Tuesday, August 25, 2009

Strapped to an Unguided Rocket

That pretty much describes my feeling at work for the past couple of weeks. We're getting down to the wire on our transformation from one type of organization and mission to another. And we're still trying to define what the new organization(s) will be, and what their mission(s) will be. Meanwhile, the "execute" order is looming large. So I've been quite the Powerpoint Ranger lately, preparing briefings on things that may or may not come to pass, outlining options, writing memos and executive summaries, and never quite sure where it's all going. Just like being strapped to a rocket with no tail fins.

Our network problems are gradually getting resolved. After having three guys work on my computer, trying to find all my old emails, finally somebody came along that knew what he was doing. He found and restored them in about five minutes. He's my hero. The rest of the network stuff is still a problem, but gradually, slowly, getting resolved. There's another command that moved with us, though, and I hear that their problems are much worse than ours. They have their own IT guys, so I'm not going to worry too much about them.

We had a bit of an emergency over the past couple of days. One of our people had some medical symptoms that came on very suddenly and sounded serious. I got him over to the medical facility, who very quickly transferred him to a bigger one, and he's going home today. Looks like he may have some serious heart problems - and in going over his condition, I wonder, just how the hell did he get out here? After a triple bypass, five stints, diabetes, and being about 75 pounds overweight to boot? What clown screened him?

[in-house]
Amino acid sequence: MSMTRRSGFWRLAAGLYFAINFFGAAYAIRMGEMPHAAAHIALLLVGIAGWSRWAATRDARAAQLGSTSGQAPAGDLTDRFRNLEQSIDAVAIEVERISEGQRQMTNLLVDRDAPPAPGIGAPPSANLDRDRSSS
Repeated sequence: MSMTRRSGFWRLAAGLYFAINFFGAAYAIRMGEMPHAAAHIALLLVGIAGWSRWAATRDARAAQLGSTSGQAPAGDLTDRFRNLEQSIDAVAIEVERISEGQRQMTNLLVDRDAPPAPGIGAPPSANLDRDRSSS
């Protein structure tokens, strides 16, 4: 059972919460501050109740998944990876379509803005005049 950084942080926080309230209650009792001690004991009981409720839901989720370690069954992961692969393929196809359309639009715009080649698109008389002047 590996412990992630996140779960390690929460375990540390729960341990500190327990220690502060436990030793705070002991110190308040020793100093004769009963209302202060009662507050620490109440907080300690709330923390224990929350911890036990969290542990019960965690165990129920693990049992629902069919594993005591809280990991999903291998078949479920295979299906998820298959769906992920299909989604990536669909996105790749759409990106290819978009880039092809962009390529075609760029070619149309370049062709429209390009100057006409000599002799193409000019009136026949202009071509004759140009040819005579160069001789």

Yesterday a couple of us went over to the medical facility, where he'd spent the night, to pick him up. There were three Iraqi detainees in there, too. Two were older gents who were fairly quiet. The other was a younger boy who was asleep. All three were strapped down to their beds. Our guy said that the detainees kept throwing things at everybody in the ward all night long. Frankly, I was quite impressed with how our young American guards handled them - these kids were maybe 20 years old, very professional, and totally calm. Whenever one of the detainees did something (sometimes obviously just to get a reaction), the guards never flinched, never got excited, and responded respectfully. When I think back to when I was about 20, I don't know that I'd have had that maturity.

So now it's time to head back to work and get strapped to that unguided rocket again. Wonder what'll happen today.

3 comments:

rightriot said...

Hey there,

I found you linked off of milblogs.com.

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David M said...

The Thunder Run has linked to this post in the blog post From the Front: 08/26/2009 News and Personal dispatches from the front and the home front.

Mark said...

Great blog. Interesting to read. We appreciate all you guys and gals are doing. Keep up the good work!

Sincerely,

Mark Weber